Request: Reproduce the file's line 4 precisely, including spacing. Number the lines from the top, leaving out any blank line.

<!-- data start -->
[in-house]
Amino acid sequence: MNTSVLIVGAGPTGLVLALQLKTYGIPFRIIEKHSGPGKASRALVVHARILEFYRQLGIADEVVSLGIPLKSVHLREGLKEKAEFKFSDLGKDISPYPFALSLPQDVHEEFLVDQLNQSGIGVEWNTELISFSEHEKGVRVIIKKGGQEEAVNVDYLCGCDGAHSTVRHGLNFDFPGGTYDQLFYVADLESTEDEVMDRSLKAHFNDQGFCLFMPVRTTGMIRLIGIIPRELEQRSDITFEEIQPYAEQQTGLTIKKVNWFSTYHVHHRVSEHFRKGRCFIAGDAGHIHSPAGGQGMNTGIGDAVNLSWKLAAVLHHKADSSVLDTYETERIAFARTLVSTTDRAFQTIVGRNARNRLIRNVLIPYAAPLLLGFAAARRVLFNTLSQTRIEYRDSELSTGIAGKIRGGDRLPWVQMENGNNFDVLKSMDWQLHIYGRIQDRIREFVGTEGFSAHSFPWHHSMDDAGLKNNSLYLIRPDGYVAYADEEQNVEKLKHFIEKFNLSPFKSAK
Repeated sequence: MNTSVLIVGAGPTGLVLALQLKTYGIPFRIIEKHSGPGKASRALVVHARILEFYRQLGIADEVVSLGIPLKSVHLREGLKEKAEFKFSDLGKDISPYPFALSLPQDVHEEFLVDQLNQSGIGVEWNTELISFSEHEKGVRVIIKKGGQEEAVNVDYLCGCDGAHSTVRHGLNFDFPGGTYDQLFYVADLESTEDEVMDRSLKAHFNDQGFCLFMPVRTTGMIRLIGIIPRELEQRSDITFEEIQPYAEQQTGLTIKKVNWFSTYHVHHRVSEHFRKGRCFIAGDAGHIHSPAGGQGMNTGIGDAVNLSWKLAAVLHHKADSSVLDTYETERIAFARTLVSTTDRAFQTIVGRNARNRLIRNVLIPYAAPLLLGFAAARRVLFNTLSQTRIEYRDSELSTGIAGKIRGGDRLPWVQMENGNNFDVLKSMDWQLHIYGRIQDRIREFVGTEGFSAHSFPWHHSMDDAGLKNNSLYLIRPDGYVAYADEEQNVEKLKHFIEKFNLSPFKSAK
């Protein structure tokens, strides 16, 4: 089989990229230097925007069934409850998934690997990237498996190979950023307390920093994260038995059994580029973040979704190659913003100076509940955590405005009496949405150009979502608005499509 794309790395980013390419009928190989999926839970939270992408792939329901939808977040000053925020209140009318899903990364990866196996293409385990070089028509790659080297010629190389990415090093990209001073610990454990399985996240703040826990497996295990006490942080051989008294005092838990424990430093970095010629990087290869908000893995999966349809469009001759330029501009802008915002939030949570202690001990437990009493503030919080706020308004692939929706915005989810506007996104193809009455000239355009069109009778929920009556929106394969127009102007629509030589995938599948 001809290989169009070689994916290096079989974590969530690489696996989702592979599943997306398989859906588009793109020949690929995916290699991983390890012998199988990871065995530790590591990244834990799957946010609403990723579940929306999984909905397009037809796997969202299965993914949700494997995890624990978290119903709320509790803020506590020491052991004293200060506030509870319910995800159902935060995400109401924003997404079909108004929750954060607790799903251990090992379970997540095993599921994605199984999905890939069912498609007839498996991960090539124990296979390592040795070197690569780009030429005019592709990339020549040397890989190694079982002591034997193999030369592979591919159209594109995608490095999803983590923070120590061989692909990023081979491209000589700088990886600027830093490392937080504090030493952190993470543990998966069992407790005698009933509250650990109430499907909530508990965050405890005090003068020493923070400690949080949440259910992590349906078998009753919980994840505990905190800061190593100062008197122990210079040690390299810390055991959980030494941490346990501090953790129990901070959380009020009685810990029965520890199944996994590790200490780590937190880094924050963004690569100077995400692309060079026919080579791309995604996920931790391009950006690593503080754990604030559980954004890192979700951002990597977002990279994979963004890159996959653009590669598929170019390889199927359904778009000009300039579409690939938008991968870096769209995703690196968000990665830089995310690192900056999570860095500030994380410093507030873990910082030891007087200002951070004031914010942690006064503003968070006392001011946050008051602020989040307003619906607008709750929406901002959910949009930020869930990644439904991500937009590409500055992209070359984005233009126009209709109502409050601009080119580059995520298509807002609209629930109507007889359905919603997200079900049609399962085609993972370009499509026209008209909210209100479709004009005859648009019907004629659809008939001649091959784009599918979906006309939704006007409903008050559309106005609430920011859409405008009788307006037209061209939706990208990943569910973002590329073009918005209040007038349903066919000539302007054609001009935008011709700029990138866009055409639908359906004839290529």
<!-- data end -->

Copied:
């Protein structure tokens, strides 16, 4: 089989990229230097925007069934409850998934690997990237498996190979950023307390920093994260038995059994580029973040979704190659913003100076509940955590405005009496949405150009979502608005499509 794309790395980013390419009928190989999926839970939270992408792939329901939808977040000053925020209140009318899903990364990866196996293409385990070089028509790659080297010629190389990415090093990209001073610990454990399985996240703040826990497996295990006490942080051989008294005092838990424990430093970095010629990087290869908000893995999966349809469009001759330029501009802008915002939030949570202690001990437990009493503030919080706020308004692939929706915005989810506007996104193809009455000239355009069109009778929920009556929106394969127009102007629509030589995938599948 001809290989169009070689994916290096079989974590969530690489696996989702592979599943997306398989859906588009793109020949690929995916290699991983390890012998199988990871065995530790590591990244834990799957946010609403990723579940929306999984909905397009037809796997969202299965993914949700494997995890624990978290119903709320509790803020506590020491052991004293200060506030509870319910995800159902935060995400109401924003997404079909108004929750954060607790799903251990090992379970997540095993599921994605199984999905890939069912498609007839498996991960090539124990296979390592040795070197690569780009030429005019592709990339020549040397890989190694079982002591034997193999030369592979591919159209594109995608490095999803983590923070120590061989692909990023081979491209000589700088990886600027830093490392937080504090030493952190993470543990998966069992407790005698009933509250650990109430499907909530508990965050405890005090003068020493923070400690949080949440259910992590349906078998009753919980994840505990905190800061190593100062008197122990210079040690390299810390055991959980030494941490346990501090953790129990901070959380009020009685810990029965520890199944996994590790200490780590937190880094924050963004690569100077995400692309060079026919080579791309995604996920931790391009950006690593503080754990604030559980954004890192979700951002990597977002990279994979963004890159996959653009590669598929170019390889199927359904778009000009300039579409690939938008991968870096769209995703690196968000990665830089995310690192900056999570860095500030994380410093507030873990910082030891007087200002951070004031914010942690006064503003968070006392001011946050008051602020989040307003619906607008709750929406901002959910949009930020869930990644439904991500937009590409500055992209070359984005233009126009209709109502409050601009080119580059995520298509807002609209629930109507007889359905919603997200079900049609399962085609993972370009499509026209008209909210209100479709004009005859648009019907004629659809008939001649091959784009599918979906006309939704006007409903008050559309106005609430920011859409405008009788307006037209061209939706990208990943569910973002590329073009918005209040007038349903066919000539302007054609001009935008011709700029990138866009055409639908359906004839290529």